Patients Prefer Relief from Lower Back Pain Over Improved Mobility
Wednesday, September 9, 2015
A new study out today in the journal Neurology examines the question of quality of life for individuals with a common form of lower back pain called lumbar spinal stenosis. The findings show that, when asked to choose between treatments that reduced pain or would help them stand or walk, patients overwhelmingly chose pain relief.
“There has long been a debate in the medical community over striking the right balance between pain relief and physical function,” said John Markman, M.D., director of the Translational Pain Research Program in the University of Rochester Department of Neurosurgery and lead author of the study. “While physicians have leaned toward the need to increase mobility, this study shows that patients have a clear preference for pain relief.”
Lumbar spinal stenosis is brought about by a narrowing of the spinal canal caused by the degeneration of the vertebrae, discs, joints, and ligaments that comprise the spinal column, resulting in a compression of nerve roots. This narrowing of the spinal canal triggers pain, tingling, and numbness in the lower back, buttocks, and legs which is most commonly experienced when a person is upright or walking.
There is compelling evidence that surgery provides relief and improves mobility, however many patients outlive this benefit or are not candidates for surgical treatment. Epidural steroid injections also may provide short term relief of pain.
Researchers surveyed 269 patients with lumbar stenosis with chronic back pain and difficulty standing and walking. The researchers asked patients about their priorities, specifically, whether they prefer a treatment that reduced their pain or one that would allow them to walk further. The study participants overwhelmingly (79 percent) chose reduced pain over improved mobility – no matter how much the condition impaired their ability to stand and walk.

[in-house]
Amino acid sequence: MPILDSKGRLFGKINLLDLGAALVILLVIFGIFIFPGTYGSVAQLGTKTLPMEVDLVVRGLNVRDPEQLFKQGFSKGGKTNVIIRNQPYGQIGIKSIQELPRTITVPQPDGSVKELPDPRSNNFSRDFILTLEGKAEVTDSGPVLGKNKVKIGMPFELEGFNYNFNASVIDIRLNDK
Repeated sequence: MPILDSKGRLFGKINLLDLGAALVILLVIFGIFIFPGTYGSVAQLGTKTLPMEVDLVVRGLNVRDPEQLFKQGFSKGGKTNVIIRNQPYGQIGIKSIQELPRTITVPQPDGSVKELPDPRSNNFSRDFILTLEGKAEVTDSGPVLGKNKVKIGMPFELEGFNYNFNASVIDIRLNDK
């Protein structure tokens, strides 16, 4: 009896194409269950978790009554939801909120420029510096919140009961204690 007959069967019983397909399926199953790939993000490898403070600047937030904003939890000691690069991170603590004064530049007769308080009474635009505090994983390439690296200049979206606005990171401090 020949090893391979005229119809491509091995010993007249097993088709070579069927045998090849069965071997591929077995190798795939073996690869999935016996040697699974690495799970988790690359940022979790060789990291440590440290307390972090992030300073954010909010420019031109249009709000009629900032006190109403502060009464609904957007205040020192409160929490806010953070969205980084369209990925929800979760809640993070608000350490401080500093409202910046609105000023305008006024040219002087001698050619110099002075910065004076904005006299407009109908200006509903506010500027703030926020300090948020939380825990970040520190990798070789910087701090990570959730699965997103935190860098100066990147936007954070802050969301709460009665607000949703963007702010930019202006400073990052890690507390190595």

“Even the patients who could not stand long enough to pick up a letter from their mail box or wash the dishes after dinner chose pain relief,” said Markman.
This research is an example of the new standards for pain relief that are being created based on input from patients. To a great extent, levels of pain relief have been left to pharmaceutical company scientists and government officials to decide, often with little guidance from patients. There is now a growing demand that new generations of pain medications are not only safe, but meet patient’s expectations for pain relief.
The most common study populations for these newer drugs are patients with chronic low back pain. Many experts are arguing that new pain relievers, especially those with greater risks like opioids, should not just relieve pain but also improve patients function such as their ability to walk. This new study calls into question those assumptions.
“This study convincingly demonstrates the need to prioritize pain relief because that is what patients want,” Markman said.
Additional co-authors include Jennifer Gewandter, Maria Frazer, Babak Jahromi, Christine Pittman, Xeuya Cai, and Robert Dworkin with the University of Rochester, John Farrar with the University of Pennsylvania, and Kushang Patel with the University of Washington.